The Facts about Fats

Sometimes trying to be healthy can be difficult. There’s so much info out there, it can be hard to know what to do. Fats are especially confusing in this way. So I’ve put some info together to help add some clarity.


Firstly we need fats in our diet, in fact dietary fat should provide between 15-20% of our total energy intake. The human brain is about 60% fat. Fats are a component of every cell in the body and are essential for hormone and neurotransmitter production. However not all fats are created equal. Some are very good for us, some very bad, some are very good but can easily become bad. So lets try and clarify some of the facts about fats.

There are three main types of fats;

  • Saturated fats
  • Monounsaturated fats
  • Polyunsaturated fats

The fats are defined by their structure in relation to a covalent bond which attaches the carbons. You can see the unsaturated fat has a double bond in the middle, while the saturated fat has no double bond.

No double bond makes the saturated fat more stable in relation to temperature and light. Saturated fats are solid at room temperature and found in animal fats, coconut oil and palm oil. 

Most oils are made up of a composition of each of these types of fats. For example;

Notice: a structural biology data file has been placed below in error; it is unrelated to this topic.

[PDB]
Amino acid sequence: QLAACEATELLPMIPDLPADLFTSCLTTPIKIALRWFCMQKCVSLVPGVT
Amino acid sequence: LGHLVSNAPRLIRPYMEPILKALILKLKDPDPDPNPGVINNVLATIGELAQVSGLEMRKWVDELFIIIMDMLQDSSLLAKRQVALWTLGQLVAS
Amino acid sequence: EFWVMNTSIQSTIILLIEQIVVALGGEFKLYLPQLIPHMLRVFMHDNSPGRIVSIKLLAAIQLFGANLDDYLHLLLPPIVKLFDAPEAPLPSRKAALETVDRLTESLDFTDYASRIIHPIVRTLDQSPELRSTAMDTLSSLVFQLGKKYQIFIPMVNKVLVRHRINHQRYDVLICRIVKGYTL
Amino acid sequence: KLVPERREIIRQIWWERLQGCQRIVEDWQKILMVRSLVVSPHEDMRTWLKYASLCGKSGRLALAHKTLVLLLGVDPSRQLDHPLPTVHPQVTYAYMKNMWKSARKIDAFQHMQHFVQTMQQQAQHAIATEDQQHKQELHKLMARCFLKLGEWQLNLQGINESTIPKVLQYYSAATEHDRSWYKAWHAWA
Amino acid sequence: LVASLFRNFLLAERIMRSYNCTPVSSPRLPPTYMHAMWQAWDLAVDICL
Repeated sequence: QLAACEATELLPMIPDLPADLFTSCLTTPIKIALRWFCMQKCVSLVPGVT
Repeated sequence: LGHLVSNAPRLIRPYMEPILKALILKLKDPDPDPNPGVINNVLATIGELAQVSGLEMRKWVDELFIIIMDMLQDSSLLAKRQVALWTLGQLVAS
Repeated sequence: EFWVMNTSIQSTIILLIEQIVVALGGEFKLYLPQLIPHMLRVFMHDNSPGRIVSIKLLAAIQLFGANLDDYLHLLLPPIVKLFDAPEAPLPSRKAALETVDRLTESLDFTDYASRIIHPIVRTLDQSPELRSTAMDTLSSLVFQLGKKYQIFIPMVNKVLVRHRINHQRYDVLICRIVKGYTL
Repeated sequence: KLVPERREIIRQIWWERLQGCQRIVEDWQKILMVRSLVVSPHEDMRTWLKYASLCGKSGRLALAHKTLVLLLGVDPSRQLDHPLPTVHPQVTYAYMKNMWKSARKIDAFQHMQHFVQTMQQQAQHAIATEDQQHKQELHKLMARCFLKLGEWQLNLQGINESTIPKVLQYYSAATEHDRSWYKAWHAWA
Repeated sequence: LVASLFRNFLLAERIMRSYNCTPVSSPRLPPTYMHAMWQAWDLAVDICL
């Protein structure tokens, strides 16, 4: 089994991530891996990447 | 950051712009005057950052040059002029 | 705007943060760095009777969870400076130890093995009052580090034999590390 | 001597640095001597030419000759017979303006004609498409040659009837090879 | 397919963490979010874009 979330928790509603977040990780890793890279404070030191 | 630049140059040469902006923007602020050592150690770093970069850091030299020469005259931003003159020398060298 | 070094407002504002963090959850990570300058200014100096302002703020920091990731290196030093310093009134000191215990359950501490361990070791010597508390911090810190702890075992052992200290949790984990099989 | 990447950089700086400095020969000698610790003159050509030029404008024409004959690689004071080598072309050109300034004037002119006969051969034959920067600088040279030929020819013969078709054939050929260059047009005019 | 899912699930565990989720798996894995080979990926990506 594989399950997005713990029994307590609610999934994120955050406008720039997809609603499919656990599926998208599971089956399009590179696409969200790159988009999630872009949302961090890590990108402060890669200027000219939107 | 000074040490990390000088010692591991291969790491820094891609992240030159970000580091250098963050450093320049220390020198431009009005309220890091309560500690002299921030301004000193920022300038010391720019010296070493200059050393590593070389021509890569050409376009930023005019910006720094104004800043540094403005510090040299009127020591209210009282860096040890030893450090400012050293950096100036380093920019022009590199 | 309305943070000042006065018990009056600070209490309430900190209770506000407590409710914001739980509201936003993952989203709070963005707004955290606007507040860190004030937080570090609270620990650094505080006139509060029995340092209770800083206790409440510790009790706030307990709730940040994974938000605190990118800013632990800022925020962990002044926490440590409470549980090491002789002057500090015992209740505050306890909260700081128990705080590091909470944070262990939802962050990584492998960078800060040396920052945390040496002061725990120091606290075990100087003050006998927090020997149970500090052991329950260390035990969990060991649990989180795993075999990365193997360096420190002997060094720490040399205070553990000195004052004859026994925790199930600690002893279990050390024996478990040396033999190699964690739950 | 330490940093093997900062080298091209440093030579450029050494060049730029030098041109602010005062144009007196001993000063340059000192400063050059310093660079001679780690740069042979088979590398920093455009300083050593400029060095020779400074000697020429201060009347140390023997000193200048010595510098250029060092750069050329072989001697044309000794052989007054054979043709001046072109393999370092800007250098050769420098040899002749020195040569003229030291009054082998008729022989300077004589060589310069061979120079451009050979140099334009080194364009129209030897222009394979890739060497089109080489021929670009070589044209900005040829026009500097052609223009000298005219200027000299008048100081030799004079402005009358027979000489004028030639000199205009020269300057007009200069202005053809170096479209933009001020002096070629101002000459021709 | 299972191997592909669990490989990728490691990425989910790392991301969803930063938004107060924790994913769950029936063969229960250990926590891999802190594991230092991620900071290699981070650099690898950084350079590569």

• Beef fat (lard): 47% monounsaturated, 11% polyunsaturated, 44% saturated                            
  • Butter: 30% monounsaturated, 4% polyunsaturated, 52%saturated                                                
  • Olive oil: 72% monounsaturated, 9% polyunsaturated,  and 14% saturated fats                    
  • Coconut Oil: 6% monounsaturated, 2% polyunsaturated and 86% saturated fat

Monounsaturated Fats

A monounsaturated fat has one covalent bond, it is less stable than a saturated fat but more stable than a polyunsaturated fat. Examples of monounsaturated fats are butter and ghee. Peanut oil, olive oil and avocado oil are all high in monounsaturated fats. In fact

Polyunsaturated Fats

Polyunsaturated fats (PUSF) have numerous covalent bonds and therefore are not stable when heated, exposed to light or oxygen. They become rancid very easily and when heated turn from a healthy oil to an unhealthy trans fat. 

Polyunsaturated fats are very good for heart health, as well as brain function, mood and skin. Polyunsaturated fats are found in nuts, seeds and smaller amounts in vegetables and fruits (such as olive and avocado). Popular PUSF’s include sunflower oil, canola oil, almond oil, sesame oil, macadamia oil.  Enjoy these oils on a salad, as a mayonnaise or anyway that does not involve heating them. Polyunsaturated fats also include a special group of oils called essential fatty acids. These are oils we can not produce inside the body and therefore need to be consumed. Essential fatty acids are found in fish, krill, calamari, flax seed, nuts and hemp seeds. If you are not eating these foods regularly it is a good idea to supplement.

Saturated Fats